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The Longest March, by Fred Khumalo

The Longest March, by Fred Khumalo

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A hundred and twenty years ago, seven thousand Zulu mineworkers walked from the gold mines in Johannesburg to Natal, covering a distance of five hundred kilometres over ten days. This journey was their longest march.

It is 1899 and Philippa’s fiancé Nduku has just broken off their engagement. She is heartbroken – after all, she has followed him from Kimberley, where they first met, to the goldfields of Johannesburg. In this bustling new city, tensions are mounting between the South African Republic and the gold-hungry British Empire. When war is declared, the mines are shut down and migrant workers ordered to leave town.
But how do you get home and out of harm’s way when there are no running trains and home is hundreds of kilometres away? You walk.
Over perilous terrain – sleeping in the open, being attacked by wild animals and harassed by armed white farmers – Nduku and Philippa and seven thousand others walk.
Disguised as a mineworker’s wife, for Philippa is white, she and Nduku talk about their true histories, about their fears and hopes, with every footfall.
On their way to Natal, and on their long journey into their inner selves, the possibility of lasting happiness seems within reach – if only they can survive, and if only they can weather the storm of an unexpected third player in their troubled romance.
Set during an incredible event in South African history, Fred Khumalo’s new novel is a tale of heady determination, and a tribute to the perseverance and courage of ordinary men and women when faced with extraordinary circumstances.
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Customer Reviews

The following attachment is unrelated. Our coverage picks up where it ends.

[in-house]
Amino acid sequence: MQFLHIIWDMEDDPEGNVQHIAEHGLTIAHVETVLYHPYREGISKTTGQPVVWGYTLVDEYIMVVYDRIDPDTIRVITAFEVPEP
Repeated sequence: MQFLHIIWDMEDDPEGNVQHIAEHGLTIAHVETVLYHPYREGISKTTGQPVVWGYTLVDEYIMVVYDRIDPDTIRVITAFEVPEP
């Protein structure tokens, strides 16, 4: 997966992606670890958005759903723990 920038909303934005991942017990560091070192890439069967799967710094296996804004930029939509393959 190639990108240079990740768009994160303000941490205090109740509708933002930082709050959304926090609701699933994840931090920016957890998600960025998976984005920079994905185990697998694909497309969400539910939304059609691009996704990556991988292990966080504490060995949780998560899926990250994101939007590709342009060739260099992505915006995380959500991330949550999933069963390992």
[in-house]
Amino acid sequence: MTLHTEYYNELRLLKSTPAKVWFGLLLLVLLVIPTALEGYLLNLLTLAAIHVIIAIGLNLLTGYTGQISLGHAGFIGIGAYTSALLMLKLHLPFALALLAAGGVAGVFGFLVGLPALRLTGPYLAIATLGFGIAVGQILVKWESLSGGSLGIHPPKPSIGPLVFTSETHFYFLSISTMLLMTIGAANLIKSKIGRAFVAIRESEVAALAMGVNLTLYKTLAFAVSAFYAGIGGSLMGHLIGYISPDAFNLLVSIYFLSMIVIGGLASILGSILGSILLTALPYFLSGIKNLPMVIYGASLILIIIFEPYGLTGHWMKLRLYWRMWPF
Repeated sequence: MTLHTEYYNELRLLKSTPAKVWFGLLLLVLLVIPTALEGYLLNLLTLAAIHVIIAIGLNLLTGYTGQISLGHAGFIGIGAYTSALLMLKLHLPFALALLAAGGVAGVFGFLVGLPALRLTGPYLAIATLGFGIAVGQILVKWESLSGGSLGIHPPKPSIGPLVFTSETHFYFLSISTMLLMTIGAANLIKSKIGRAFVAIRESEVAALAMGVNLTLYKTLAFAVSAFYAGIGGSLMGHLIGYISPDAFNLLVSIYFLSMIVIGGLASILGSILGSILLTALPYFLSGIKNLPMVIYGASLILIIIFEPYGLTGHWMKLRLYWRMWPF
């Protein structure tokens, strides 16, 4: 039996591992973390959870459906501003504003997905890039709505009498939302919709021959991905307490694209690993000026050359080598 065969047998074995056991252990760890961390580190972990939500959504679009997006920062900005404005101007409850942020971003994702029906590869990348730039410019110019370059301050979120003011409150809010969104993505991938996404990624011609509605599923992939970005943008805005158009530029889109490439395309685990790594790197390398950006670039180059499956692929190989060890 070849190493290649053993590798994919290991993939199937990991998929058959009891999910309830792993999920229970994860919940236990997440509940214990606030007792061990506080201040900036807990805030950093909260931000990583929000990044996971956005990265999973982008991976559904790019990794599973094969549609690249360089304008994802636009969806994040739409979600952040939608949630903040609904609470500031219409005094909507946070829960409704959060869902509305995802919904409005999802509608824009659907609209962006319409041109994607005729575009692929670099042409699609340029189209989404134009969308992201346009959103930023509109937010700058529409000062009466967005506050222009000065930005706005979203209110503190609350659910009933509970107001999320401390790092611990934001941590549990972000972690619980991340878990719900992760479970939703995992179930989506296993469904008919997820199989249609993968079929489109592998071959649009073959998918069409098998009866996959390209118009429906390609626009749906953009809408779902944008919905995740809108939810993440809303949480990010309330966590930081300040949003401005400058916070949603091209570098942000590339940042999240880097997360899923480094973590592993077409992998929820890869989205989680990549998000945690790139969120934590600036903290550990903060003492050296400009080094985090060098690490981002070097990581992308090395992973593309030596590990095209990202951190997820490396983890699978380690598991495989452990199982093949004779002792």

Based on 2 reviews

Beautiful, descriptive writing to tell the story of 7000 mineworkers walking from Johannesburg to KwaZulu Natal at the start of the South African war. I think what I liked the most about this novel is that it showed that in history people (people groups, countries, etc.) go through 'marches' and often we focus on the actual march; the logistics, consequences, the impact and so forth. And that's all really interesting, but we forget that in real life history is often just 'playing in the background' of our personal lives.

Rochelle Coetsee
The Longest March, by Fred Khumalo

With the tale of a love triangle that is complicated by outside causes such as the cultural and religious preferences and prejudices of the period, he has transformed the epic voyage into something private and personal. The ensemble of amazing, unique individuals, all observed with care and wit, with glimpses into their back stories in a series of interludes, enhance our knowledge and liking, are in bodily danger after an exciting beginning to the heroic march. The book is a compact, quick read since nothing is irrelevant and everything is significant.

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